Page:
Having said that, I love Leopard. There is probably nothing more I could ask from Apple for a new O release, other them actually sticking to ZFS and hooking up screen sharing with iChat, as opposed to be dependent on the computers sharing facility of Finder.

    As far as the WWDC event goes, I am truly let down by the total times iWork, iLife and the new iMac were mentioned ( zero ). I love those products and I was expecting announcements on that front ( core-animation enhanced effects, this and that ).

  4. cosmix says:

    I think Apple is not keeping anything for 10.6 or 10.7 for that matter.

    I know. I was trying to cut them some slack as I’m often criticised (by people that should really know better) that I’m too harsh on Apple. :)

    I lean towards your opinion: they had nothing, Steve just talked bull, as usual, trying to postpone disappointment; the thing is, developers are — typically — not as stupid as your average fanboy.

    Still, as I wrote above, I too think that Leopard is going to be great; perhaps not worth it (for those concerned with its price) straight away — it doesn’t offer anything groundbreaking — but nevertheless great. And that’s not because of its new features, but because it’s based on what’s already there: A great codebase and a great ecosystem. I’d like to believe that Apple has interesting stuff to present in future versions in its arsenal; Sadly, I don’t think it does as it lacks the capacity for basic research that it had twenty years ago. That’s too expensive for them and they’re already stretched too thin.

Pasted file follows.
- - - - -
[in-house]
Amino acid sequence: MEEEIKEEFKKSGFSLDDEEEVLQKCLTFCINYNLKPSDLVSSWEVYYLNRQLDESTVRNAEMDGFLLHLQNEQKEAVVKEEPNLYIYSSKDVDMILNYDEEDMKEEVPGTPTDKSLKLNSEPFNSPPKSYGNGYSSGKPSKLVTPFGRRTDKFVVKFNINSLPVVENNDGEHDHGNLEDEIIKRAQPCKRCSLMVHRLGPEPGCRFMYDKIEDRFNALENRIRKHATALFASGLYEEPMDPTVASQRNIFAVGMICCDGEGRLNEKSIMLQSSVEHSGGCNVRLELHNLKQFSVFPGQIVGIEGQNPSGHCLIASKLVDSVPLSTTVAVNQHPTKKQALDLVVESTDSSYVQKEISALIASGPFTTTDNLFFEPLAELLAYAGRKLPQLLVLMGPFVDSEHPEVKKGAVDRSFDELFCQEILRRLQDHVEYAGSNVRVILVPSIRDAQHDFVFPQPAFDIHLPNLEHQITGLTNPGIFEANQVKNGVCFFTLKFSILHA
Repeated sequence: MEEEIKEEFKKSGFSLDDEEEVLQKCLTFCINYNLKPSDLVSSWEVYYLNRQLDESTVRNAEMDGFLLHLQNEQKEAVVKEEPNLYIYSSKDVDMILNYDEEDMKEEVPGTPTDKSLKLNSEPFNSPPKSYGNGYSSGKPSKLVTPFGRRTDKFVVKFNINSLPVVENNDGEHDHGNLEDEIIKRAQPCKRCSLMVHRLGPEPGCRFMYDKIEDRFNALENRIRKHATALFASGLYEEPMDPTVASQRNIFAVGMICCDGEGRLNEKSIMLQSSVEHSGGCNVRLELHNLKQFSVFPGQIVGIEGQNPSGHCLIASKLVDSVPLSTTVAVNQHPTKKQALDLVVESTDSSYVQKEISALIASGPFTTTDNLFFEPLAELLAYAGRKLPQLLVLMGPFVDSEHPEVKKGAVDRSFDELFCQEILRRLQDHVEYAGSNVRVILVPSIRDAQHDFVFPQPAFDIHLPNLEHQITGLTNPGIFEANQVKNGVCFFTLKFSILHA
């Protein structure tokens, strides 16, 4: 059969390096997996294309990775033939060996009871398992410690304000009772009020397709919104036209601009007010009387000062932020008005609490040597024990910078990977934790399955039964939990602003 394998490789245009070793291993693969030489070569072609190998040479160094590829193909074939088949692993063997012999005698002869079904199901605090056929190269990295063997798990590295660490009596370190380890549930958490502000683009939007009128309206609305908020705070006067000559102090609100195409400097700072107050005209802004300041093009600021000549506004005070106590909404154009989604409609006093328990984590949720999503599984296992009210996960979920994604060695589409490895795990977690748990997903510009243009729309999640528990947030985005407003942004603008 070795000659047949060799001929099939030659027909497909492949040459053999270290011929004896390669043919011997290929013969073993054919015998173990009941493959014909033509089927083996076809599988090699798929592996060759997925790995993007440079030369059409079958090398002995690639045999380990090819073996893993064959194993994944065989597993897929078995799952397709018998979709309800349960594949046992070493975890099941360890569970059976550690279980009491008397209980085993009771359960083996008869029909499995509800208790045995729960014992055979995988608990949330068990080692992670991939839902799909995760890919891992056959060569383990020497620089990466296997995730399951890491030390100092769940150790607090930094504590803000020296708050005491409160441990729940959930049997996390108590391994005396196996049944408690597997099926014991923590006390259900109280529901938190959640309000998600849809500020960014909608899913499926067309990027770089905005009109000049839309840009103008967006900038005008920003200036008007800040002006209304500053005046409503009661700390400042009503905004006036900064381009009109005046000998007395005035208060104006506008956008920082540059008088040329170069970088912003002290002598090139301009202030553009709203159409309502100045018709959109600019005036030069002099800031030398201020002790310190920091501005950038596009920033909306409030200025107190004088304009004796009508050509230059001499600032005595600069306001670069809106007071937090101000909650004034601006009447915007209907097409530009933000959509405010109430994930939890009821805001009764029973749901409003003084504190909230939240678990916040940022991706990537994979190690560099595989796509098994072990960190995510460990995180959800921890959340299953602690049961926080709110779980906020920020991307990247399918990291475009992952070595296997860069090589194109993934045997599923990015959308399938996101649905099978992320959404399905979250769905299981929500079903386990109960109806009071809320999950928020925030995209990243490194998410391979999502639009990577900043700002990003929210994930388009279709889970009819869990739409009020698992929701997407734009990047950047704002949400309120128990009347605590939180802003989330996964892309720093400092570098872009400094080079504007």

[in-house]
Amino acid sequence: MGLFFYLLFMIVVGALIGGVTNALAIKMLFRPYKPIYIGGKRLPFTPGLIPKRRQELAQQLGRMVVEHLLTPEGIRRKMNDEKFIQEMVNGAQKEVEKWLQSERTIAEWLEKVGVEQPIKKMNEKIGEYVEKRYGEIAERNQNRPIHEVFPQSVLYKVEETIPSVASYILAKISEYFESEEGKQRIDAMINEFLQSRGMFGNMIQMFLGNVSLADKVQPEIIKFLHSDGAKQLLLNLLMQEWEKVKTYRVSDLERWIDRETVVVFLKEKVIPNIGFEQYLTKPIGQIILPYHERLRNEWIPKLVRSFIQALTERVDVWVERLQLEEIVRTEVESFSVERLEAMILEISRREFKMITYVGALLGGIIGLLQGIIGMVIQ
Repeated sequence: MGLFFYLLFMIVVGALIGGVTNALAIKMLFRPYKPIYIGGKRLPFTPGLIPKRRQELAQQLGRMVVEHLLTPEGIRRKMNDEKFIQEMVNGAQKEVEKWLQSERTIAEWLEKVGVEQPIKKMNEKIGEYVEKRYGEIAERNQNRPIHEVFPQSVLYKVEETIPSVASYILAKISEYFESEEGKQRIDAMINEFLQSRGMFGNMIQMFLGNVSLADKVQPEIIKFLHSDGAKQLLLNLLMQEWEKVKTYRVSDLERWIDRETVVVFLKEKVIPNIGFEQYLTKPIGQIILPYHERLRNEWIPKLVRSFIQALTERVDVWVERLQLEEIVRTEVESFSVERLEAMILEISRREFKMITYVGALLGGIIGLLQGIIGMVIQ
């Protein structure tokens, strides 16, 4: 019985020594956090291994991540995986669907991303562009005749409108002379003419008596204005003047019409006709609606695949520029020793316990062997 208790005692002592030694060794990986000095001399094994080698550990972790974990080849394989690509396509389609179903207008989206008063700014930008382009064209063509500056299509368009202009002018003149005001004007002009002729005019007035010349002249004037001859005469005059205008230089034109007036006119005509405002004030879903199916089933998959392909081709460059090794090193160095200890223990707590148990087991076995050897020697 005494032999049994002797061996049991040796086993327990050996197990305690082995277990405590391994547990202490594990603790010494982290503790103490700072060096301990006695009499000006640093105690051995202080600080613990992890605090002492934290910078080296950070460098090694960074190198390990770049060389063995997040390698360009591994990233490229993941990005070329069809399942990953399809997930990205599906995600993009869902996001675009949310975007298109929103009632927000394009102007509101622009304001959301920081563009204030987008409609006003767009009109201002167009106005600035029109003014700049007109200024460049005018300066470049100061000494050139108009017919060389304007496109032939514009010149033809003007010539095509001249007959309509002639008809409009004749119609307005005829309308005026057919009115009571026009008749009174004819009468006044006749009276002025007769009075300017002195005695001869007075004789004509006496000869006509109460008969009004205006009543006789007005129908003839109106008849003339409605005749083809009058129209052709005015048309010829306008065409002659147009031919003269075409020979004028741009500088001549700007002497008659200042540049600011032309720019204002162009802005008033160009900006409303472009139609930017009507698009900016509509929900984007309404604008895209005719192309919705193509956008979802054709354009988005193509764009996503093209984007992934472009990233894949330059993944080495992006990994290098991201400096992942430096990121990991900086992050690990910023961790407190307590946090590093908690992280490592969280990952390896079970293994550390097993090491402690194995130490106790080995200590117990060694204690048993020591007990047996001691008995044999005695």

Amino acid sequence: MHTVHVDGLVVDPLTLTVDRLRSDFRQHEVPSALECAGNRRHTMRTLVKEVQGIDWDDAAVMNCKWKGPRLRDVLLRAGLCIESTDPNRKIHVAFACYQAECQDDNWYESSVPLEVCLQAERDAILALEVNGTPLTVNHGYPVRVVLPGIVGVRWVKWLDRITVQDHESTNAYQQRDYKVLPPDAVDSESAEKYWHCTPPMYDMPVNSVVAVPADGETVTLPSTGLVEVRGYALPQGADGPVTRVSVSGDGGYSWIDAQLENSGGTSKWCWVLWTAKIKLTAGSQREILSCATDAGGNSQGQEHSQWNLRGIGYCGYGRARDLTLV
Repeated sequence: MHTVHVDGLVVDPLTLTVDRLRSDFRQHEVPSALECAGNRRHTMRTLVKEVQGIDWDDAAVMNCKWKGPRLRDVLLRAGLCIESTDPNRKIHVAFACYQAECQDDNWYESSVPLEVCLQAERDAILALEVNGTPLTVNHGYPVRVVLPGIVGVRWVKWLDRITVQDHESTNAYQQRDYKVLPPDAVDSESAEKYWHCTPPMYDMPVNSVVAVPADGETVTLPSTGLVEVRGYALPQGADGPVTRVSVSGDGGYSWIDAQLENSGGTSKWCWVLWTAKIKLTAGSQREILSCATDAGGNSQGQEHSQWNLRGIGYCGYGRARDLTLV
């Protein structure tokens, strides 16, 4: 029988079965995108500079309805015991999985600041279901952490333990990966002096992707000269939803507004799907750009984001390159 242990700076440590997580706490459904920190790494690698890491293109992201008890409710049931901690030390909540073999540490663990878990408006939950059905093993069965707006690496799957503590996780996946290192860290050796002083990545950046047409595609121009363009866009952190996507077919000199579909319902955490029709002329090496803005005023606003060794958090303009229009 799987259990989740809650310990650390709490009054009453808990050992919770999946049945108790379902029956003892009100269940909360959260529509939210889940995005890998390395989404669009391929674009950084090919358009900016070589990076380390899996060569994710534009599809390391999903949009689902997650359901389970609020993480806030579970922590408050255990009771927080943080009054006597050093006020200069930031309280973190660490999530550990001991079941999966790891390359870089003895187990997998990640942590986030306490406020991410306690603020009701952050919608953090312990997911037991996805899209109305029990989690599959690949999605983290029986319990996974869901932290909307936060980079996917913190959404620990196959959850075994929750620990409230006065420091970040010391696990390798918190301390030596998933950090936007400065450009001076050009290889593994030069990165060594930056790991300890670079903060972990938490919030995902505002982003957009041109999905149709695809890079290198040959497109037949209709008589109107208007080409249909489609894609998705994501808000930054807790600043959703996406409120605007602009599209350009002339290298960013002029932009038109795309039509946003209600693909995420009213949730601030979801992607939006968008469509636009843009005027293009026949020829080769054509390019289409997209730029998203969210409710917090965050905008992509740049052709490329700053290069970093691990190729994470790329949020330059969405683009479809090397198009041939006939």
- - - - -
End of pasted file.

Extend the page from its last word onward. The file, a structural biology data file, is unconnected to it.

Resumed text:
5. kostis says:

    I know. I was trying to cut them some slack as I’m often criticised (by people that should really know better) that I’m too harsh on Apple. :)

    Not harsh, Just bitter and cranky and pessimistic : )

    It’s true that it’s harder for them to innovate, but it’s pretty much harder for anybody, even MS with their MS Research division. What would a truly revolutionary next-gen OS be like? No one knows. Until somebody comes up with something, we’ll be stuck with evolutionary upgrades.

  6. cosmix says:

    Not harsh, Just bitter and cranky and pessimistic

    Oh come on Kostís, stop beating a dead horse. The remark wasn’t really directed at you anyway: Your opinion stopped counting after the zillionth bitchy rant about the PS3 and Sony at Spitaki. :)

    The keynote sucked really hard and Leopard is only going to be great because it’s the ‘evolution’ of an amazing OS and — most importantly — because the third party apps are going to carry it with (what’s hopefully going to be) impressive use of Core Animation and increased requirements for its APIs. As a product, for the end-user, it’s not much better than Tiger. I wouldn’t even call it evolutionary. Tiger was evolutionary, in lieu of Spotlight, Dashboard and whatnot. Leopard is an eye-candy laden Tiger with an over-the-top backup and a Finder that thinks it’s iTunes.

    My post was sarcastic — sure — and conveyed my mild disappointment (even though I knew in advance of the — lack of — features). Cranky, bitter and pessimistic? Well, only if you’re naive (and/or indifferent) enough to not get it. :)